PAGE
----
Outdoor Girl

 

Watership Down 58 miles from London
Findhorn 600 miles from London

I was born and raised in the suburbs of London.  It was Surrey then and is South West London now, less than a dozen miles from the city centre.  We lived on a busy main road in Park Villas, salubriously titled in honour of the local authority recreation ground which our long skinny garden backed on to, and which we called ‘the rec’.

As kids we spent hours in the rec, playing in the playground, kicking a ball about, playing mini golf or messing about with a racket and variously annoying the park keeper. If we weren’t in the rec, we were in the garden, playing with the animals, in the Wendy house, on the swing, or when we were older, doing a bit of pretend gardening.

Most of my childhood memories are outdoors: we’d cycled to Richmond Park as a family, and when I was older I cycled there with friends. We got 2 buses to the outdoor pool in Richmond in the summer, completely unsupervised. We played pitch and putt on summer evenings and went to the coast – Angmering-on-Sea, Littlehampton, Bournemouth – on summer weekends. We picked blackberries in the late summer and early autumn. We walked, cycled and swam in the open. Sitting indoors was reserved for winter and really wet days.  TV was an evening only activity, and restricted at that.

So, a city girl living in the far north of Scotland is more at home than you might think. I enjoy being close to nature and the seasons.  Living on a farm means time passes by the things that happen outside: ploughing, planting, lambing, hay-making, harvesting; passing the year through nature’s rhythms.

Life is less frenetic here.  It’s easier to take time to walk, to chat to people.  A lot of children walk to school, and get the opportunity to play outside, although I suspect far less than did a few decades ago.  Nowhere, however remote, is immune from the spread of technology in day-to-day life: the phones, games, pads, music, laptops and Macs.  The gadgets that keep kids, and adults too, locked indoors in bedrooms and lounges across the country.  Electro tech’ that’s deemed so vital, yet keeps a generation of children from accessing what really is vital – a connection to nature; enjoying the great outdoors.

We can’t go back in time to those halcyon days, which we remember as more idyllic than they probably were, but we can teach our children and grandchildren that there is joy to be found in fresh air and countryside by encouraging them to engage in outdoor activity from an early age. Being stuck indoors with a piece of tech should be the less interesting option.  I’m not demonising technology, simply suggesting that children need to reconnect to with the natural world.  We need a generation of caretakers for the earth, and sitting inside watching nature programmes is less likely to spawn one than being outside connecting with nature.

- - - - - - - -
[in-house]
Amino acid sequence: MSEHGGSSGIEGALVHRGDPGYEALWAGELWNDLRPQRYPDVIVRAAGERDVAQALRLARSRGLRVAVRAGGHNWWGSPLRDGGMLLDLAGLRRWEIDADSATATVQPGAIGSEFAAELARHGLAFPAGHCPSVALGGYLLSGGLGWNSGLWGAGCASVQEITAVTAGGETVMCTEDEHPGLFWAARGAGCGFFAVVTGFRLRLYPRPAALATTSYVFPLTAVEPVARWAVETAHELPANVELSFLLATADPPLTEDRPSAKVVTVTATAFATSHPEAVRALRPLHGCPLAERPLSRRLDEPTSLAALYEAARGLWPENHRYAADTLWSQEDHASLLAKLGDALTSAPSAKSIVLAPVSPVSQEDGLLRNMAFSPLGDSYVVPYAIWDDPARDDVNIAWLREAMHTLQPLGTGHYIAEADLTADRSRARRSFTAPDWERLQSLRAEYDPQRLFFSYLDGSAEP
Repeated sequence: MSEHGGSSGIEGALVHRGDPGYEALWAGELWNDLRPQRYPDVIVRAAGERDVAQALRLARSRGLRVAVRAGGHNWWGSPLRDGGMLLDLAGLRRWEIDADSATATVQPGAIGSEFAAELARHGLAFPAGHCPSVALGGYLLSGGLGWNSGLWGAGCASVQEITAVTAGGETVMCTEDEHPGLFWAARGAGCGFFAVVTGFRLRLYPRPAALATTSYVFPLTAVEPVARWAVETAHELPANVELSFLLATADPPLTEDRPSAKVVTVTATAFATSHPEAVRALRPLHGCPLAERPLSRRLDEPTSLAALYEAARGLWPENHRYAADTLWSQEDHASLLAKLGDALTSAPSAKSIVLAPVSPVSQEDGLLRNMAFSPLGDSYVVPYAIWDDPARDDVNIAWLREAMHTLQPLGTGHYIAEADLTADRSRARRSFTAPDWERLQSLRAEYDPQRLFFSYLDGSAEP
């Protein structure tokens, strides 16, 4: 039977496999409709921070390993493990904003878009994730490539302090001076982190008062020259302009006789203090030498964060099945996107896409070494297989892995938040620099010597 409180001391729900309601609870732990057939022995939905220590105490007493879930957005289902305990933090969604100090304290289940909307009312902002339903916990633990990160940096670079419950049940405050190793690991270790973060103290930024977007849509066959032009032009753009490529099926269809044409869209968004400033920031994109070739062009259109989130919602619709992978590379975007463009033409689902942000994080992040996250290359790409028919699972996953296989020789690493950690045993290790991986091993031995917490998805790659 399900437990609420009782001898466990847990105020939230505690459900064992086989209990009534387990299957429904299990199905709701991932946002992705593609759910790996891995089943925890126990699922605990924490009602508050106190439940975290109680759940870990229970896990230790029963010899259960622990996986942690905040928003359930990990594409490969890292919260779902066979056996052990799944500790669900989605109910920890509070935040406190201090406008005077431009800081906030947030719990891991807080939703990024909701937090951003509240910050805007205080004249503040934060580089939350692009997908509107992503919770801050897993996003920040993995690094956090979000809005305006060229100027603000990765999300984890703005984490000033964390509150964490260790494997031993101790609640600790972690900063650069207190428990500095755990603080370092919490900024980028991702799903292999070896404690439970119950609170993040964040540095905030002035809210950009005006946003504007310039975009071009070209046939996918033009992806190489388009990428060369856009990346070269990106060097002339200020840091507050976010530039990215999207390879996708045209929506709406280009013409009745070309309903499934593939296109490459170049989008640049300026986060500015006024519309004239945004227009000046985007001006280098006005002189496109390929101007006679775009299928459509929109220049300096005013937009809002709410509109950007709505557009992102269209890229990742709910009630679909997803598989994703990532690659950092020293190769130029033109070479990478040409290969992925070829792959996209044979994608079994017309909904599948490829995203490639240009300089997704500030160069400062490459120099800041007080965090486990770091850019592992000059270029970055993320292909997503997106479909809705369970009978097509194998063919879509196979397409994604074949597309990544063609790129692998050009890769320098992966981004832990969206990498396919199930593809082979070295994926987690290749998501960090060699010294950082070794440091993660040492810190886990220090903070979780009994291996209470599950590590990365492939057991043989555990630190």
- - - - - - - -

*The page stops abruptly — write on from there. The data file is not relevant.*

My life-long love of the natural world was kindled by being outdoors, by bringing all sorts of creatures home – rabbits, birds, tortoise, cats, fish, crabs – strays of all descriptions.  My tolerant parents encouraged me to be outside if I was moping about and that always energised me in ways I didn’t understand.  This still holds true today.  A brisk walk, a stroll along the beach, a short run, they all blow the metaphorical cobwebs away and re-charge us in inexplicable ways.

I’m lucky to have arguably the greatest outdoor destination in the country on my doorstep, but whether you’re in the city or another part of the country you’re never far from somewhere outdoors where you can rejuvenate your spirit.  Make being outside a part of your week and I promise you’ll feel better.

Secret Life of Mammals

Image result for shrew

 

We found a shrew on the drive the other day.  Sadly, it was dead, though recently so.  It looked slightly dented around the middle, fur a little ruffled, like something might have had it in its jaws, though there were no bite marks.  I felt a pang of sorrow for its lost little  life, such a perfect and gorgeous creature.  I stroked its velvet fur a few times before we laid it to rest.

The shrew has secrets I didn’t know about: toxic saliva, -deadly enough to kill a rabbit- and powerful scent glands that give off an unpleasant odour, enough to cause a cat or fox to drop it, though sadly in this case, not saving its life.  Apparently birds have little or no sense of smell, so birds of prey will be undeterred by this evolutionary defence mechanism.

The SPCA recently found an abandoned pine marten quite close to where we live, and a few weeks ago we saw a badger trundle across the road. I feel very privileged to live in a part of the country where these sightings are not uncommon. It’s easy to be impressed with these large, ‘sexy’ mammals, but we also get lots of little mammals in the garden: shrews, voles, mice and weasels, and I am equally impressed with their wile, and I am sure I will be impressed by the things about them I have yet to find out.

If you want to find out more about wildlife and share what wildlife you have seen look at ‘The Wild Outside‘ .  The Scottish Society for the Protection of Cruelty to Animals can be found by clicking this link.  See BBC Nature for additional information.

 

photo from BBC archives